Maverick Wizard Behind the Wall Street Lion
filtered down through the skyscraping spires into the canyons of lower Manhattan.
The day was perfect and Keith Funston, president of the New York Stock Exchange,
was catching a breath of air in Battery Park. With a certain detachment he viewed
the collection of bums and winos who were taking their vicarious ease there,
close to the big money. Suddenly Funston found himself staring at one of the
idlers. Like some of the others the man was stretched out full length on the
grass; indisputably, however, he was wearing a suit that cost at least $300.
He was also shoeless and he was luxuriously engaged in wiggling his toes. Unbelieving,
Funston moved in for a closer look at…Jack Dreyfus!…fellow member of the Exchange,
head of a thriving Wall Street brokerage house, entrepreneur of the nation’s
most successful and spectacular mutual investment fund.
As Funston stood here, momentarily
undecided as to what reaction his official position called for, Dreyfus raised
himself on one elbow, smiled and issued an invitation, “Take off your shoes,
Keith, and join me.”
Jack Dreyfus is founder
of the billion-dollar Dreyfus Fund, whose lion stalks so imperturbably across
his TV tube, and president of the brokerage firm plugged by a pair of old TV
coots who play languid ping pong while discussing the fantastic view of the harbor
offered by Dreyfus & Co. He is a quite implausible creature to be found
maneuvering among Wall Street’s bulls and bears. A slender, soft-spoken perfectionist
at 52, he has thrived on the extreme competitive pressures of his environment.
Indeed, many of his contemporaries regard him as an overcompetitor—not only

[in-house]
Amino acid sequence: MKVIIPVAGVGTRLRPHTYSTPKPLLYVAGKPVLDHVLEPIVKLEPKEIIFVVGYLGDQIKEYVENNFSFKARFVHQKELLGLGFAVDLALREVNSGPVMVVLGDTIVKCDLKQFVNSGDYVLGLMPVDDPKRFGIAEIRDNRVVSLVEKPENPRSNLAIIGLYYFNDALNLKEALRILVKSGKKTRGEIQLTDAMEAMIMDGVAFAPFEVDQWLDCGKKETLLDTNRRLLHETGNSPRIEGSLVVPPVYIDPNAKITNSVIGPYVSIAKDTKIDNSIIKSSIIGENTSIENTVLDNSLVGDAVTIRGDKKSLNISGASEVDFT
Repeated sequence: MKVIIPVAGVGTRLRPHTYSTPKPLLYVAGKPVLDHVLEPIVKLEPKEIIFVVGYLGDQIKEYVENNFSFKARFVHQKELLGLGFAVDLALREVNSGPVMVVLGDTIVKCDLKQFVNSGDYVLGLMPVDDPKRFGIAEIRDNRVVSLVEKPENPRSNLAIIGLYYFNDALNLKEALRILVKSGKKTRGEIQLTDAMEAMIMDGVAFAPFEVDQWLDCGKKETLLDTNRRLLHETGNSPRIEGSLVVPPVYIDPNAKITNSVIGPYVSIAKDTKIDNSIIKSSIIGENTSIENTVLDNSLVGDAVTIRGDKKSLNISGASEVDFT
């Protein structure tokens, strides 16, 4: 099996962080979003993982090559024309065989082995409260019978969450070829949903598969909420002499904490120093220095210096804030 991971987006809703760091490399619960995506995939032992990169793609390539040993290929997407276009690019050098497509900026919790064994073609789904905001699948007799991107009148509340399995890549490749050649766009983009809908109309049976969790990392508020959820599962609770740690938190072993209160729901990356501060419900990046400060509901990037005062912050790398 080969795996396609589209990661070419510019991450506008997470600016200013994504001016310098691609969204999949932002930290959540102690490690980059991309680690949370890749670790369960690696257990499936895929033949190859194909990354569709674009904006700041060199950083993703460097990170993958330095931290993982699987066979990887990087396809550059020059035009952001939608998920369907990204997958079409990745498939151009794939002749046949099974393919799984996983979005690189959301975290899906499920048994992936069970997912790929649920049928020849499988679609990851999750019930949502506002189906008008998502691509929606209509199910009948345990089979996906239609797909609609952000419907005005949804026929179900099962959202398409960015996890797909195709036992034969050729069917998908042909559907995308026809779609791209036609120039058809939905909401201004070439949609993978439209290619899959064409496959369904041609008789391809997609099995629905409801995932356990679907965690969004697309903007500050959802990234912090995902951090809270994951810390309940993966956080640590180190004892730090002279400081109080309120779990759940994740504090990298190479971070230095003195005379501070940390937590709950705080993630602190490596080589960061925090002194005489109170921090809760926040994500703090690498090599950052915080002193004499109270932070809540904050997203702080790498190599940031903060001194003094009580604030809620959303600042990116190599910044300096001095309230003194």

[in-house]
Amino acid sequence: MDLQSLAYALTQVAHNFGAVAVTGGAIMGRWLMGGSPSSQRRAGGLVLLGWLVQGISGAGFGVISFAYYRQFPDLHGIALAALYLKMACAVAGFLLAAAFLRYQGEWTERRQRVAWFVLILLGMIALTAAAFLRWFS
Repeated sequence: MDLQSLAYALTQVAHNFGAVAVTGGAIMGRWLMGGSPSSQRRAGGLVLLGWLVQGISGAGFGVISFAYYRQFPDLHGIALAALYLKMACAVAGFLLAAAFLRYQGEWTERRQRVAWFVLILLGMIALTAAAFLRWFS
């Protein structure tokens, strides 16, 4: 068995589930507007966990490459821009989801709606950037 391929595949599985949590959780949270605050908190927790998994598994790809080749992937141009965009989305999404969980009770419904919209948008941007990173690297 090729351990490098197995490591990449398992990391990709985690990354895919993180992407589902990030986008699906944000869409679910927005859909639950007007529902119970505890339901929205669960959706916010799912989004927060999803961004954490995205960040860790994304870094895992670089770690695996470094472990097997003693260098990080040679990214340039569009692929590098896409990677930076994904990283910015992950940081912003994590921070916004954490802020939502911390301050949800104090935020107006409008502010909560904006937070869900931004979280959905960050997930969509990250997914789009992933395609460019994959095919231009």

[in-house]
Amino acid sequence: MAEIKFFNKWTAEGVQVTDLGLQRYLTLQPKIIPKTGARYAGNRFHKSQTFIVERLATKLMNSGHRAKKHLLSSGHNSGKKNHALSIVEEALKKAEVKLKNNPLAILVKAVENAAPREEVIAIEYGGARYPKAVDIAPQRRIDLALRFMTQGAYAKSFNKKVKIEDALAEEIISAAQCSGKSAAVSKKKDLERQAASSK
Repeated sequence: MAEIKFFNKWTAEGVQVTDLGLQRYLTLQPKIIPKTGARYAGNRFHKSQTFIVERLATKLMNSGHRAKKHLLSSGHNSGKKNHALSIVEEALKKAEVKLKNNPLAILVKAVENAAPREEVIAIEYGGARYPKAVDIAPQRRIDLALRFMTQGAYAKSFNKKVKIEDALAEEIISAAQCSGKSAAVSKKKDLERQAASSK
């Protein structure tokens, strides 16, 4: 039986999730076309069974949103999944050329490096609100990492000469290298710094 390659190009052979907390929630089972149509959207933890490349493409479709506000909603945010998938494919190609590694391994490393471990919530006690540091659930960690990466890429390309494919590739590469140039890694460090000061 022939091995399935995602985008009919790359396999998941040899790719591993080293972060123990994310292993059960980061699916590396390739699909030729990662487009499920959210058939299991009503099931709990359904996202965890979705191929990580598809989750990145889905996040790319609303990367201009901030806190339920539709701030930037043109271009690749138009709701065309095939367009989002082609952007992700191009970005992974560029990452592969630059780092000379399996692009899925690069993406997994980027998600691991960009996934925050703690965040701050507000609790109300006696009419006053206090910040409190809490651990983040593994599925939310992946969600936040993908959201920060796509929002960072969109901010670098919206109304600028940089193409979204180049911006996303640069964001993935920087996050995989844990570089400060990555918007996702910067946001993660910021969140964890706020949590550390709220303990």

in the realm of high finance but in almost anything else he lays a hand to—including
horse racing, bridge
and gin rummy, at all of which
he has been enormously successful. Yet he has the eye and ear of an artist and
the impulses of a beatnik.
almost two decades Dreyfus has taken impish delight in stepping on Wall
Street’s respectable corns. He has been called an upstart, an interloper
and a genius. Yet he is, without question, the most singular and effective personality
to appear in Wall Street since the days of Joseph Kennedy and Bernard Baruch.
When late last year he decided to get out of the biggest of his enterprises,
his exit was as theatrically pleasing as either of these two predecessors could
“Dreyfus has made some eyebrows
lift in this business,” admits Funston, who has followed his career with admiration
and, occasionally, alarm. Dreyfus first shook up the Old Guard 15 years ago
with a bold new approach to investment-house advertising. His ads,
and later his market letters, were written in bright, brisk English instead
of the traditional Wall Street Choctaw. At
a time when mass participation in the stock market was really beginning to burgeon—until,
today, one of every six Americans is involved in some way—Dreyfus decided to
woo the public with whimsy, TV cartoons and wry admissions of fallibility. “Management
can see things clearly and still be wrong, you understand,” he once advised
his shareholders, going on to characterize a certain action the fund had taken